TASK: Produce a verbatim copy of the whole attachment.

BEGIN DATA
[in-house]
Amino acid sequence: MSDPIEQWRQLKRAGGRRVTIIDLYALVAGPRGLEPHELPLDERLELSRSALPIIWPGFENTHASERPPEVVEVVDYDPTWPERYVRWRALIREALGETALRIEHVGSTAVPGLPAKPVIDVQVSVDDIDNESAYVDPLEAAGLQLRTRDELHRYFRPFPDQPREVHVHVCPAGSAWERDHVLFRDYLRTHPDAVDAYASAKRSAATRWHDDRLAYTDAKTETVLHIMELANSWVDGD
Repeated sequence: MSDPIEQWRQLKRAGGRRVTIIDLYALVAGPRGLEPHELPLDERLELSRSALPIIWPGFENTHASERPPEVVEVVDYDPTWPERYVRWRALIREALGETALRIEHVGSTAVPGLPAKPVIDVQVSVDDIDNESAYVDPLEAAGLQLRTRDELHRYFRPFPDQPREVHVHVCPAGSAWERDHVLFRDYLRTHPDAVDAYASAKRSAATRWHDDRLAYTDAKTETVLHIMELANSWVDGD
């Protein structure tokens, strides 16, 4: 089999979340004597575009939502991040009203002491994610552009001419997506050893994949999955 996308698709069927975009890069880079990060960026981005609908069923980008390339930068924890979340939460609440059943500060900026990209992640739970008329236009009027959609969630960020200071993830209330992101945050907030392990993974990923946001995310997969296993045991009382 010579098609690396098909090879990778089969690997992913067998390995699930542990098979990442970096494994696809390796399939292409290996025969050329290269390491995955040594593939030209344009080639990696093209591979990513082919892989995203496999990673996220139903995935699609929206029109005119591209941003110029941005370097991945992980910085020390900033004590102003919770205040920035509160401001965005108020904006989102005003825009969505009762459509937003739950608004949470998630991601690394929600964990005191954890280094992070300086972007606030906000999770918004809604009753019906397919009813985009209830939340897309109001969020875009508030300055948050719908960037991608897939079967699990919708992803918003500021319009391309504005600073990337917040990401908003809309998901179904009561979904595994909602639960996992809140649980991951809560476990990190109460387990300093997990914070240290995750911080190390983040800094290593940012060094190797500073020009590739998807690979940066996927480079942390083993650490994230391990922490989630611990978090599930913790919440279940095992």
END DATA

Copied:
[in-house]
Amino acid sequence: MSDPIEQWRQLKRAGGRRVTIIDLYALVAGPRGLEPHELPLDERLELSRSALPIIWPGFENTHASERPPEVVEVVDYDPTWPERYVRWRALIREALGETALRIEHVGSTAVPGLPAKPVIDVQVSVDDIDNESAYVDPLEAAGLQLRTRDELHRYFRPFPDQPREVHVHVCPAGSAWERDHVLFRDYLRTHPDAVDAYASAKRSAATRWHDDRLAYTDAKTETVLHIMELANSWVDGD
Repeated sequence: MSDPIEQWRQLKRAGGRRVTIIDLYALVAGPRGLEPHELPLDERLELSRSALPIIWPGFENTHASERPPEVVEVVDYDPTWPERYVRWRALIREALGETALRIEHVGSTAVPGLPAKPVIDVQVSVDDIDNESAYVDPLEAAGLQLRTRDELHRYFRPFPDQPREVHVHVCPAGSAWERDHVLFRDYLRTHPDAVDAYASAKRSAATRWHDDRLAYTDAKTETVLHIMELANSWVDGD
């Protein structure tokens, strides 16, 4: 089999979340004597575009939502991040009203002491994610552009001419997506050893994949999955 996308698709069927975009890069880079990060960026981005609908069923980008390339930068924890979340939460609440059943500060900026990209992640739970008329236009009027959609969630960020200071993830209330992101945050907030392990993974990923946001995310997969296993045991009382 010579098609690396098909090879990778089969690997992913067998390995699930542990098979990442970096494994696809390796399939292409290996025969050329290269390491995955040594593939030209344009080639990696093209591979990513082919892989995203496999990673996220139903995935699609929206029109005119591209941003110029941005370097991945992980910085020390900033004590102003919770205040920035509160401001965005108020904006989102005003825009969505009762459509937003739950608004949470998630991601690394929600964990005191954890280094992070300086972007606030906000999770918004809604009753019906397919009813985009209830939340897309109001969020875009508030300055948050719908960037991608897939079967699990919708992803918003500021319009391309504005600073990337917040990401908003809309998901179904009561979904595994909602639960996992809140649980991951809560476990990190109460387990300093997990914070240290995750911080190390983040800094290593940012060094190797500073020009590739998807690979940066996927480079942390083993650490994230391990922490989630611990978090599930913790919440279940095992």